2600 SW Barton Street #C3, Seattle WA 98126 (map); 206-935-1800; giannonispizza.com
Pizza style: New York–style
Oven type: Gas
The skinny: This mini-mall pizzeria's ode to New York slings crisp thin-crust pies and huge slices
Notes: The "small" here is 14 inches across, easily big enough for three (or two, if you're both plenty hungry)
Price: Cheese slice, $2; 14- to 18-inch whole pies, $12.99 and up
With notable exceptions, most New York-style pizza made outside the Big Apple is like the Trojan Magnum XL: Too big for your own good, and tasting of rubber. Seattle has made little effort to break away from the pack, but a recent meal at Giannoni's has left me with a glimmer of hope for the future.
Giannoni's sprang to life in the summer of 2007 at the hands of California transplants Quentin and Donna Burns. After Donna's mother passed away and left them with a little money, the Burnses decided to set up shop in West Seattle and name their pizzeria after her for good luck. They hired a consulting chef from Naples to train their staff, learned how to make everything themselves, and the rest is history.
If first impressions counted for everything in the omnibus of American pizzerias, then Giannoni's would barely register as a footnote. Crammed between a Sally Beauty Supply and a Taco Del Mar in the Westwood Village Shopping Center, with a full battalion of soccer mom minivans and SUVs parked out front, you would not be faulted for mistaking Giannoni's for a knockoff of some national chain like Round Table or Papa John's. The modest interior is minimally decorated with a definite slant toward the utilitarian, save for some stylish graffiti on one wall and two ancient arcade cabinets. But once a piping hot pie hits your table and you dig in, any aesthetic crime committed by the prosaic architecture is forgiven.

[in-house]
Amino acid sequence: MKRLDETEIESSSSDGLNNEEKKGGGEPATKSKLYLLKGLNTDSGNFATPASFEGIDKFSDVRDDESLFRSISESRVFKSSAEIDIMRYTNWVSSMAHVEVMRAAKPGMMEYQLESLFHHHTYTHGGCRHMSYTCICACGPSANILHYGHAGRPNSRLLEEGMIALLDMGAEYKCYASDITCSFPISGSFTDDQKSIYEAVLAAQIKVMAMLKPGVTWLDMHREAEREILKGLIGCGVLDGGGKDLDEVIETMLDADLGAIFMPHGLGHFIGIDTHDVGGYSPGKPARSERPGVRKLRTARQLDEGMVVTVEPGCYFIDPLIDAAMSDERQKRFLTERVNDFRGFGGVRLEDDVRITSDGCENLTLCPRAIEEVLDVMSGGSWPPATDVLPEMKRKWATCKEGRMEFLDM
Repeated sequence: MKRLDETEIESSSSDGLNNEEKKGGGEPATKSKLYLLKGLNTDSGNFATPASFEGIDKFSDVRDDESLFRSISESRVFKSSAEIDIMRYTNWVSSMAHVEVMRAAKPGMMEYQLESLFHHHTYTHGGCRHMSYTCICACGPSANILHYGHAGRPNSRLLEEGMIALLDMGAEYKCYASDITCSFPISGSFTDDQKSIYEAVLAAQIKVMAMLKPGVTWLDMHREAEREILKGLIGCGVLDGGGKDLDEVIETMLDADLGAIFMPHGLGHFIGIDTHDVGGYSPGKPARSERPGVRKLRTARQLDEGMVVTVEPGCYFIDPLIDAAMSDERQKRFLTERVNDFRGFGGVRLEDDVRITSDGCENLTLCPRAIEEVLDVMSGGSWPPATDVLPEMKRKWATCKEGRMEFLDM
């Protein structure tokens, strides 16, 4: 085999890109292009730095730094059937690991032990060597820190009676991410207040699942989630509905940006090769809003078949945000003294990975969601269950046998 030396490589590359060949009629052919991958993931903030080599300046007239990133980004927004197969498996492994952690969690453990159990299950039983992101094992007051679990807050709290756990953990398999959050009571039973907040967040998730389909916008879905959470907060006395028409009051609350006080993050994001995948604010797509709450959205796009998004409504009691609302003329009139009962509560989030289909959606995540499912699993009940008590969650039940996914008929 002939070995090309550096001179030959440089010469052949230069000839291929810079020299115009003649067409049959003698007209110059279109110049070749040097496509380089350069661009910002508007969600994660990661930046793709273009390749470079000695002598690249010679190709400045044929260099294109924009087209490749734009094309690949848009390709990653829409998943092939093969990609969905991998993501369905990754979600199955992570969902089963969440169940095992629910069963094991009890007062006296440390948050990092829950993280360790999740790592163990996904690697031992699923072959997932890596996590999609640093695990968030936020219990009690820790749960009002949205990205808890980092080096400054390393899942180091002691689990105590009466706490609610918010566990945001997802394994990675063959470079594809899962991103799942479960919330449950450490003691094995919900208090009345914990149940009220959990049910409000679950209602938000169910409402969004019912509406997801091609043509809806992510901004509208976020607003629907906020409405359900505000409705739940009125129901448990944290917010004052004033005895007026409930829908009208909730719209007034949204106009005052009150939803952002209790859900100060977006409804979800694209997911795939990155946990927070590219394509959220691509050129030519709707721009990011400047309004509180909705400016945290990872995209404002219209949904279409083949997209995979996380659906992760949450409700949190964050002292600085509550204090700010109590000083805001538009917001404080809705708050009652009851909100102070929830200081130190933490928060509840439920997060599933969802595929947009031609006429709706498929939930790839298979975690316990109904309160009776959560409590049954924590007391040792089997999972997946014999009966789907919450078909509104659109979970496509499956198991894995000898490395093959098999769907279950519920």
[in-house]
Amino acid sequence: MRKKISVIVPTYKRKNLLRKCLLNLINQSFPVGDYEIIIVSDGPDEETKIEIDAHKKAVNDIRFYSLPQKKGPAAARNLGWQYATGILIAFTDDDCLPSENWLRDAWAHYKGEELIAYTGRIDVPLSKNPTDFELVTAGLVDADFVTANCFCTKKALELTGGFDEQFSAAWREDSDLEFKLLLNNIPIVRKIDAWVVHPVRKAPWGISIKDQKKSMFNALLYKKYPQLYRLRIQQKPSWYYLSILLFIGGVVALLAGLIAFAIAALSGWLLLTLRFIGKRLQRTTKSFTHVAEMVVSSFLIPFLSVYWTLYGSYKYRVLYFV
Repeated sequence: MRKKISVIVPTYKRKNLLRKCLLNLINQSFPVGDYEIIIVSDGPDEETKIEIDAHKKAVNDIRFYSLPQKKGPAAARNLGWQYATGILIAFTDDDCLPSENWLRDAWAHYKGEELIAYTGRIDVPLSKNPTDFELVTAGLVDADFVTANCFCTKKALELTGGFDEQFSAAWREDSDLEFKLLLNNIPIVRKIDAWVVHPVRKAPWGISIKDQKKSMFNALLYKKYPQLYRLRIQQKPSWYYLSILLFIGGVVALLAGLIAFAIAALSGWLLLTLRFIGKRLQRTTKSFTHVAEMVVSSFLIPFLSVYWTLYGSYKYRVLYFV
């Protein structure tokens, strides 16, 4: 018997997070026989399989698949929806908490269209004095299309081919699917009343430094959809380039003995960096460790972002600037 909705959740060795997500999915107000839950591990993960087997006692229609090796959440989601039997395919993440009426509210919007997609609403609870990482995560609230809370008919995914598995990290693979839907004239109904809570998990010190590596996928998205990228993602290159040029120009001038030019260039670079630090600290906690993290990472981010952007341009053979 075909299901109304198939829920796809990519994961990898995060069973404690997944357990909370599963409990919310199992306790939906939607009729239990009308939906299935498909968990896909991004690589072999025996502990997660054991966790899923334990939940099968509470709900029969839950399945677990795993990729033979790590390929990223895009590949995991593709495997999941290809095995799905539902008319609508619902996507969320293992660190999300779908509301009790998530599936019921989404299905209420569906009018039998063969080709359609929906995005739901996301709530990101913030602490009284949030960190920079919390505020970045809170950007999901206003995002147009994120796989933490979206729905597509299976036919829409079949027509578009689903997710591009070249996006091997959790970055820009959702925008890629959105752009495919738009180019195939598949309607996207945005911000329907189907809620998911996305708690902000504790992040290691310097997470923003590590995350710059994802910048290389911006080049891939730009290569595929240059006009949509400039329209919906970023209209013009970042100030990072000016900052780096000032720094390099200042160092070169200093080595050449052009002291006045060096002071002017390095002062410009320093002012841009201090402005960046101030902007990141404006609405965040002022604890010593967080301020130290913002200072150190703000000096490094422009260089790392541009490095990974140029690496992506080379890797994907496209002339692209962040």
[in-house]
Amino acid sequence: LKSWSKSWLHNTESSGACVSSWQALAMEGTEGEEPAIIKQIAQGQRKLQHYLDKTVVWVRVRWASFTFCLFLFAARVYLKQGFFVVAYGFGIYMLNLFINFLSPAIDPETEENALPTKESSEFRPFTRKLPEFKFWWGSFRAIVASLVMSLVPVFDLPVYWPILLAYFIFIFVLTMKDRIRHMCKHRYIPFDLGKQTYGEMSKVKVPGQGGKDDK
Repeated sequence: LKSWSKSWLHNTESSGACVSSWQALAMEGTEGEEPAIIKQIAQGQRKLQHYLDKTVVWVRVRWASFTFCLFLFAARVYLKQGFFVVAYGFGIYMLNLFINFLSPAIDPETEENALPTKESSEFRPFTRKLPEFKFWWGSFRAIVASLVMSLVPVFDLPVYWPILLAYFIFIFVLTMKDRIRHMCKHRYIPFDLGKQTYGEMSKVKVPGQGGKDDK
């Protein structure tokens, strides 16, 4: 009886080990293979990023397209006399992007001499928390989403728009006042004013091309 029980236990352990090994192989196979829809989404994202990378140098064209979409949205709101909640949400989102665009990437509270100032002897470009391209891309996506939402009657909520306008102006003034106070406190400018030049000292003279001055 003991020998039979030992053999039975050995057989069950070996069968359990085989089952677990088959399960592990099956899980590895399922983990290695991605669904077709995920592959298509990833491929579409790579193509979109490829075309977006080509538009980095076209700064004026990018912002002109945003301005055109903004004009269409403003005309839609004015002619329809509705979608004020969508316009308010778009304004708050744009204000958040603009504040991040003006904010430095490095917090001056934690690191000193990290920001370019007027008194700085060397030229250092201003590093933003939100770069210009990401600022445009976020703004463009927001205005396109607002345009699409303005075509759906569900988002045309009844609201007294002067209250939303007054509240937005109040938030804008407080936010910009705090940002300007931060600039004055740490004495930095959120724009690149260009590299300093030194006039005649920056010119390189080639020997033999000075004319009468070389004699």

This is New York pizza, plain and simple. Sure, some of the pizzas have Italian names, such as the Capricciosa, or the Alla Salliccia, but they're served right alongside heretics like the Hawaiian and BBQ chicken pies, which the aforementioned Neapolitan chef refused to allow on the initial menu. The Margherita tries to meet Naples and New York in the middle, and while it's definitely closer to Montauk than the center of the Mediterranean, I thought the result was strong. Aged whole-milk mozzarella steps in for fresh and melds with the tangy tomato sauce (crushed San Marzanos seasoned with salt, pepper, and oregano) to form a gooey orange mass that is impossible not to crave after the first bite. The basil chiffonade, nicely robust, cuts through the considerable salt in the sauce and cheese and keeps it balanced. The whole pizza really clicked for me; it was easily the best thing I ate at Giannoni's.
Conversely, the cheese slice lacks any basil, and manages to be less salty than the Margherita. Perhaps it's because the amount of sauce on the individual slices is severely reduced from what's slathered on the whole pies, leaving only the most tenuous of layers beneath the generous portion of blistered mozzarella. I can see some people getting up in arms over the sauce deprivation here, but I didn't have a problem with it; the slice tasted great. It's also a meal in itself, fully a foot long from crust to tip, and folds in half effortlessly, just like a New York slice should. At two bucks, it's a steal.